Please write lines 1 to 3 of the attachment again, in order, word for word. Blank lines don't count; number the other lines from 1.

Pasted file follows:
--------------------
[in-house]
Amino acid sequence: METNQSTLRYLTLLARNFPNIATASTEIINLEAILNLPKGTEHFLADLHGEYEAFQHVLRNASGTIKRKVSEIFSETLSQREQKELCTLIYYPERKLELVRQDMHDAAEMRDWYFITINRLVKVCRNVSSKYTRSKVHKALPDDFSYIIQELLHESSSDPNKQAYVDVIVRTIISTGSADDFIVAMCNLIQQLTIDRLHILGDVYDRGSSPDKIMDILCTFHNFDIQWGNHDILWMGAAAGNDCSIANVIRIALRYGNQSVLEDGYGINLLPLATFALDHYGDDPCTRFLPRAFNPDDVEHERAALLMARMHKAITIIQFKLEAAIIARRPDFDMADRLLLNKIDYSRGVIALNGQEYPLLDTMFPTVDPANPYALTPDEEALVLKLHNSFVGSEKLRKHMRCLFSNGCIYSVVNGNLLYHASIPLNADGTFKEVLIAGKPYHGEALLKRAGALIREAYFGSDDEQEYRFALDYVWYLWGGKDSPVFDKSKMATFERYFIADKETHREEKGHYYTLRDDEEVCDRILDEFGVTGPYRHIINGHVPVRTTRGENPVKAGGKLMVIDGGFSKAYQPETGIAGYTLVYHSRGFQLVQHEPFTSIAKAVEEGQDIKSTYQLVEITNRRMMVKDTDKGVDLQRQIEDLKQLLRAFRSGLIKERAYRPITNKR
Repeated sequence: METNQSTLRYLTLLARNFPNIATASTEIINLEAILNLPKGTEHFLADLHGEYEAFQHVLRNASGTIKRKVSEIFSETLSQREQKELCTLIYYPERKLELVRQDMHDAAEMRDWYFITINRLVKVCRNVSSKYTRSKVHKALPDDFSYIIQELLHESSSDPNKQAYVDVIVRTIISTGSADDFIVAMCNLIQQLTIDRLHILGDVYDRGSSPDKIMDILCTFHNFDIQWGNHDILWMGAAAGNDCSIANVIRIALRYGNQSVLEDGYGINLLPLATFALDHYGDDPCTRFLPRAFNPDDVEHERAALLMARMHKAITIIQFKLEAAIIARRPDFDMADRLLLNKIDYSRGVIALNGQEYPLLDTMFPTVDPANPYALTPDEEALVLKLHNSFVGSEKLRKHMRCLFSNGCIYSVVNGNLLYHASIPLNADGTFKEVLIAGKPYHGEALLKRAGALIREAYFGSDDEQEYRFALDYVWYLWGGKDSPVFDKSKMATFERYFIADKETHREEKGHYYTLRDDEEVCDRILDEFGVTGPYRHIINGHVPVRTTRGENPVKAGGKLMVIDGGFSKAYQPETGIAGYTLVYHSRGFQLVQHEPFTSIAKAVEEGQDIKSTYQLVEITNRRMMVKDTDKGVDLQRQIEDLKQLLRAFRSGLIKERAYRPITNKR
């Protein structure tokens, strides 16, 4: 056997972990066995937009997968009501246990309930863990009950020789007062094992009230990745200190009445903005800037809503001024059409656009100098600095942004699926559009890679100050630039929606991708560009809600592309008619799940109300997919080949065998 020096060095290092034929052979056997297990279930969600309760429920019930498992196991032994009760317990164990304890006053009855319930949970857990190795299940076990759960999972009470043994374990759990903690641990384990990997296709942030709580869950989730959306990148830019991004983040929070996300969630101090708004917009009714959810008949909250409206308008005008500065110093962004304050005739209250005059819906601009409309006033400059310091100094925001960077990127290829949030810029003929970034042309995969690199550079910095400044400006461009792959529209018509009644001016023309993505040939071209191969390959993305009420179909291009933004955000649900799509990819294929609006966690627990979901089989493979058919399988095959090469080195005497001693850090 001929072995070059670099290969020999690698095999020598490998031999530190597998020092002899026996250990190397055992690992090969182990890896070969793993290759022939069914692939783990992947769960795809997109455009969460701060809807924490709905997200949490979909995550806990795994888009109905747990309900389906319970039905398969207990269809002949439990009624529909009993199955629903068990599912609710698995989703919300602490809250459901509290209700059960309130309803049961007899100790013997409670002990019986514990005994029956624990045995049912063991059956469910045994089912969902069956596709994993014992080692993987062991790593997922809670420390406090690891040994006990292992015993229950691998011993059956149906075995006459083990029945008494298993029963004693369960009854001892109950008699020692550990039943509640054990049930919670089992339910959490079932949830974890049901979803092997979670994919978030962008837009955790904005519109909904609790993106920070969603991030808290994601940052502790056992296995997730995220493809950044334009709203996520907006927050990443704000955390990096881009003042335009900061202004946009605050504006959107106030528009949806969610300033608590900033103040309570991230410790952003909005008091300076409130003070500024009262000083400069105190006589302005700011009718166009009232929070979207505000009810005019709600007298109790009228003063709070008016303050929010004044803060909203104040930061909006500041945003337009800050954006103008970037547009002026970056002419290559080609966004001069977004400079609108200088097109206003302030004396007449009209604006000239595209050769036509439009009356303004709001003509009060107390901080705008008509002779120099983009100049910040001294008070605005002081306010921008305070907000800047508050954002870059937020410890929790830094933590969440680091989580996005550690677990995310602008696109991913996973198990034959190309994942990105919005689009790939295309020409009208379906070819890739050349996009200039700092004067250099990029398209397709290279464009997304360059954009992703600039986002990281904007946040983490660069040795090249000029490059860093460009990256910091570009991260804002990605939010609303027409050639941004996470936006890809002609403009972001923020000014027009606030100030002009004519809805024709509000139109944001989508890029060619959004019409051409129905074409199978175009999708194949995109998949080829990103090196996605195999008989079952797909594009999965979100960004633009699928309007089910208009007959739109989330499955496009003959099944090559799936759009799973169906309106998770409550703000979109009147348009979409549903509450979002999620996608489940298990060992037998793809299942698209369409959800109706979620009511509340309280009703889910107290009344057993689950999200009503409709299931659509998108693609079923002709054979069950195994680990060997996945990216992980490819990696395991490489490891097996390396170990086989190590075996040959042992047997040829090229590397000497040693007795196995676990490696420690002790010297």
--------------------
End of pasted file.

[in-house]
Amino acid sequence: METNQSTLRYLTLLARNFPNIATASTEIINLEAILNLPKGTEHFLADLHGEYEAFQHVLRNASGTIKRKVSEIFSETLSQREQKELCTLIYYPERKLELVRQDMHDAAEMRDWYFITINRLVKVCRNVSSKYTRSKVHKALPDDFSYIIQELLHESSSDPNKQAYVDVIVRTIISTGSADDFIVAMCNLIQQLTIDRLHILGDVYDRGSSPDKIMDILCTFHNFDIQWGNHDILWMGAAAGNDCSIANVIRIALRYGNQSVLEDGYGINLLPLATFALDHYGDDPCTRFLPRAFNPDDVEHERAALLMARMHKAITIIQFKLEAAIIARRPDFDMADRLLLNKIDYSRGVIALNGQEYPLLDTMFPTVDPANPYALTPDEEALVLKLHNSFVGSEKLRKHMRCLFSNGCIYSVVNGNLLYHASIPLNADGTFKEVLIAGKPYHGEALLKRAGALIREAYFGSDDEQEYRFALDYVWYLWGGKDSPVFDKSKMATFERYFIADKETHREEKGHYYTLRDDEEVCDRILDEFGVTGPYRHIINGHVPVRTTRGENPVKAGGKLMVIDGGFSKAYQPETGIAGYTLVYHSRGFQLVQHEPFTSIAKAVEEGQDIKSTYQLVEITNRRMMVKDTDKGVDLQRQIEDLKQLLRAFRSGLIKERAYRPITNKR
Repeated sequence: METNQSTLRYLTLLARNFPNIATASTEIINLEAILNLPKGTEHFLADLHGEYEAFQHVLRNASGTIKRKVSEIFSETLSQREQKELCTLIYYPERKLELVRQDMHDAAEMRDWYFITINRLVKVCRNVSSKYTRSKVHKALPDDFSYIIQELLHESSSDPNKQAYVDVIVRTIISTGSADDFIVAMCNLIQQLTIDRLHILGDVYDRGSSPDKIMDILCTFHNFDIQWGNHDILWMGAAAGNDCSIANVIRIALRYGNQSVLEDGYGINLLPLATFALDHYGDDPCTRFLPRAFNPDDVEHERAALLMARMHKAITIIQFKLEAAIIARRPDFDMADRLLLNKIDYSRGVIALNGQEYPLLDTMFPTVDPANPYALTPDEEALVLKLHNSFVGSEKLRKHMRCLFSNGCIYSVVNGNLLYHASIPLNADGTFKEVLIAGKPYHGEALLKRAGALIREAYFGSDDEQEYRFALDYVWYLWGGKDSPVFDKSKMATFERYFIADKETHREEKGHYYTLRDDEEVCDRILDEFGVTGPYRHIINGHVPVRTTRGENPVKAGGKLMVIDGGFSKAYQPETGIAGYTLVYHSRGFQLVQHEPFTSIAKAVEEGQDIKSTYQLVEITNRRMMVKDTDKGVDLQRQIEDLKQLLRAFRSGLIKERAYRPITNKR